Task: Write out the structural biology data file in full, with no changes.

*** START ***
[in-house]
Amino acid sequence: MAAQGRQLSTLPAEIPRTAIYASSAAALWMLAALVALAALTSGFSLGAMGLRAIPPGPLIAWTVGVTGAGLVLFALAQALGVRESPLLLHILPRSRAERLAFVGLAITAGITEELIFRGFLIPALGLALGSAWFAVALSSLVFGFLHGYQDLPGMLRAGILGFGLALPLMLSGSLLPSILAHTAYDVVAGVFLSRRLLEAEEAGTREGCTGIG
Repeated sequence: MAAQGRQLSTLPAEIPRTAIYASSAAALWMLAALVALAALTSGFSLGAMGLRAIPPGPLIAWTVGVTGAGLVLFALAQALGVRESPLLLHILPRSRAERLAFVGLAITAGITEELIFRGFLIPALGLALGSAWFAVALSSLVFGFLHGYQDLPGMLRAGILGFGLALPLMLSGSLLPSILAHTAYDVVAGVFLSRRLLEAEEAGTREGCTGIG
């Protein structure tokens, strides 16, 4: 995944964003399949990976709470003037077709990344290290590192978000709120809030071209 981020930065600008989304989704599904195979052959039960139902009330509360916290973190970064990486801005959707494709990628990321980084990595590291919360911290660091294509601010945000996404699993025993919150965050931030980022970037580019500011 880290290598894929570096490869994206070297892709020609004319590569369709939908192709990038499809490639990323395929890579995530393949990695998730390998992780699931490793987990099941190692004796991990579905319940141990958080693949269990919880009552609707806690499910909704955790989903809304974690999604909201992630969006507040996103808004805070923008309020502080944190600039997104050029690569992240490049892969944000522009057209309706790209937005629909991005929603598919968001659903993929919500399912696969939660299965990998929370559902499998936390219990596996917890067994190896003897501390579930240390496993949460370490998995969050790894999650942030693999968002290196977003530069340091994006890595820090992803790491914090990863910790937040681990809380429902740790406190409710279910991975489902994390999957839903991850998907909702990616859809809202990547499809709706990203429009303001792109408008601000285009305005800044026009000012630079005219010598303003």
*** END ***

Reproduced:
[in-house]
Amino acid sequence: MAAQGRQLSTLPAEIPRTAIYASSAAALWMLAALVALAALTSGFSLGAMGLRAIPPGPLIAWTVGVTGAGLVLFALAQALGVRESPLLLHILPRSRAERLAFVGLAITAGITEELIFRGFLIPALGLALGSAWFAVALSSLVFGFLHGYQDLPGMLRAGILGFGLALPLMLSGSLLPSILAHTAYDVVAGVFLSRRLLEAEEAGTREGCTGIG
Repeated sequence: MAAQGRQLSTLPAEIPRTAIYASSAAALWMLAALVALAALTSGFSLGAMGLRAIPPGPLIAWTVGVTGAGLVLFALAQALGVRESPLLLHILPRSRAERLAFVGLAITAGITEELIFRGFLIPALGLALGSAWFAVALSSLVFGFLHGYQDLPGMLRAGILGFGLALPLMLSGSLLPSILAHTAYDVVAGVFLSRRLLEAEEAGTREGCTGIG
């Protein structure tokens, strides 16, 4: 995944964003399949990976709470003037077709990344290290590192978000709120809030071209 981020930065600008989304989704599904195979052959039960139902009330509360916290973190970064990486801005959707494709990628990321980084990595590291919360911290660091294509601010945000996404699993025993919150965050931030980022970037580019500011 880290290598894929570096490869994206070297892709020609004319590569369709939908192709990038499809490639990323395929890579995530393949990695998730390998992780699931490793987990099941190692004796991990579905319940141990958080693949269990919880009552609707806690499910909704955790989903809304974690999604909201992630969006507040996103808004805070923008309020502080944190600039997104050029690569992240490049892969944000522009057209309706790209937005629909991005929603598919968001659903993929919500399912696969939660299965990998929370559902499998936390219990596996917890067994190896003897501390579930240390496993949460370490998995969050790894999650942030693999968002290196977003530069340091994006890595820090992803790491914090990863910790937040681990809380429902740790406190409710279910991975489902994390999957839903991850998907909702990616859809809202990547499809709706990203429009303001792109408008601000285009305005800044026009000012630079005219010598303003």